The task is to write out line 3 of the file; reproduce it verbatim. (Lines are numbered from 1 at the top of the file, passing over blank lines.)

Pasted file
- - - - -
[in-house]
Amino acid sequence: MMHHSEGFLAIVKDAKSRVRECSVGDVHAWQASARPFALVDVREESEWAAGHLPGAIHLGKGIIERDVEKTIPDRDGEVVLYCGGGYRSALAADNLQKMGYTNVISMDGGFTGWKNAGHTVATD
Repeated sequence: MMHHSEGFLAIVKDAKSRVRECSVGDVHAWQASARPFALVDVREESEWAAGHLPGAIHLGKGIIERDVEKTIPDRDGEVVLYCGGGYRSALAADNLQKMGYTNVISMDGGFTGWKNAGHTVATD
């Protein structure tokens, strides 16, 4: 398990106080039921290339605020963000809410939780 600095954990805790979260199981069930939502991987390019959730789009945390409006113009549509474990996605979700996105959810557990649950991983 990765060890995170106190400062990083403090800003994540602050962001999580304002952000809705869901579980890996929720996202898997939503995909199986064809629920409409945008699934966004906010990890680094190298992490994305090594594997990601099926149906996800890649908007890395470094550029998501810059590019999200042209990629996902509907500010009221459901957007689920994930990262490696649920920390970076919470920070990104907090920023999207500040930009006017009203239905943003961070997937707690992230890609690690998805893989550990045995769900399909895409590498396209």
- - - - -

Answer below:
Repeated sequence: MMHHSEGFLAIVKDAKSRVRECSVGDVHAWQASARPFALVDVREESEWAAGHLPGAIHLGKGIIERDVEKTIPDRDGEVVLYCGGGYRSALAADNLQKMGYTNVISMDGGFTGWKNAGHTVATD